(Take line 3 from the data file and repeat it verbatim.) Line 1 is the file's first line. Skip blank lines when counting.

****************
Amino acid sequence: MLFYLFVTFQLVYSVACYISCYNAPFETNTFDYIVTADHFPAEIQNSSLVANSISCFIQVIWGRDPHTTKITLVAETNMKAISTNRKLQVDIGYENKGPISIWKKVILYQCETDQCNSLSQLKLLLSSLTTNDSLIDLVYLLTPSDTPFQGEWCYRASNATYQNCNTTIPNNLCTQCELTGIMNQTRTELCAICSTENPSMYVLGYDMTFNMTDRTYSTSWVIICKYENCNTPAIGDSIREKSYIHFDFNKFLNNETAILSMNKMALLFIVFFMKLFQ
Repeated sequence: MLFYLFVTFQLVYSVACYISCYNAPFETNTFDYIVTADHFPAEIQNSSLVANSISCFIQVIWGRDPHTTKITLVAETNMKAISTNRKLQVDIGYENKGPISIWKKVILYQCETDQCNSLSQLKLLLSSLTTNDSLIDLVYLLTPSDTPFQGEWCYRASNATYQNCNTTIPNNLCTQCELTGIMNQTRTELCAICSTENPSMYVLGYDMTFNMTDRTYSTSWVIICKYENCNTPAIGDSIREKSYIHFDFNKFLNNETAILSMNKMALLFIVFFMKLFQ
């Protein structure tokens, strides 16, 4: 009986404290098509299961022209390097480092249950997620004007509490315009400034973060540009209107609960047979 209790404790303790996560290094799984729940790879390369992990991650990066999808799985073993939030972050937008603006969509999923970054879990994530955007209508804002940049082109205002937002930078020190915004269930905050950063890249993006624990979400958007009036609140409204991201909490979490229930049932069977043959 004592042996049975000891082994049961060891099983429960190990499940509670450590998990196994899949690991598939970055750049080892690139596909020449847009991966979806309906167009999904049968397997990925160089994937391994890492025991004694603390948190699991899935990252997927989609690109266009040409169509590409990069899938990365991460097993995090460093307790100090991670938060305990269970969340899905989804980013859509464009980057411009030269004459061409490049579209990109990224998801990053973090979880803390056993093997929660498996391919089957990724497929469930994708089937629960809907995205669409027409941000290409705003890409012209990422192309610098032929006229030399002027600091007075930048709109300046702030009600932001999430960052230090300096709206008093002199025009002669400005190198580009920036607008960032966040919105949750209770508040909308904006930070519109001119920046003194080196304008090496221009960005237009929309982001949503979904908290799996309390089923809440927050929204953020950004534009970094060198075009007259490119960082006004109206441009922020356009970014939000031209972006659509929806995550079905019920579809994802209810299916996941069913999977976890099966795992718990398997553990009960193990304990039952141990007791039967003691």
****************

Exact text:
């Protein structure tokens, strides 16, 4: 009986404290098509299961022209390097480092249950997620004007509490315009400034973060540009209107609960047979 209790404790303790996560290094799984729940790879390369992990991650990066999808799985073993939030972050937008603006969509999923970054879990994530955007209508804002940049082109205002937002930078020190915004269930905050950063890249993006624990979400958007009036609140409204991201909490979490229930049932069977043959 004592042996049975000891082994049961060891099983429960190990499940509670450590998990196994899949690991598939970055750049080892690139596909020449847009991966979806309906167009999904049968397997990925160089994937391994890492025991004694603390948190699991899935990252997927989609690109266009040409169509590409990069899938990365991460097993995090460093307790100090991670938060305990269970969340899905989804980013859509464009980057411009030269004459061409490049579209990109990224998801990053973090979880803390056993093997929660498996391919089957990724497929469930994708089937629960809907995205669409027409941000290409705003890409012209990422192309610098032929006229030399002027600091007075930048709109300046702030009600932001999430960052230090300096709206008093002199025009002669400005190198580009920036607008960032966040919105949750209770508040909308904006930070519109001119920046003194080196304008090496221009960005237009929309982001949503979904908290799996309390089923809440927050929204953020950004534009970094060198075009007259490119960082006004109206441009922020356009970014939000031209972006659509929806995550079905019920579809994802209810299916996941069913999977976890099966795992718990398997553990009960193990304990039952141990007791039967003691």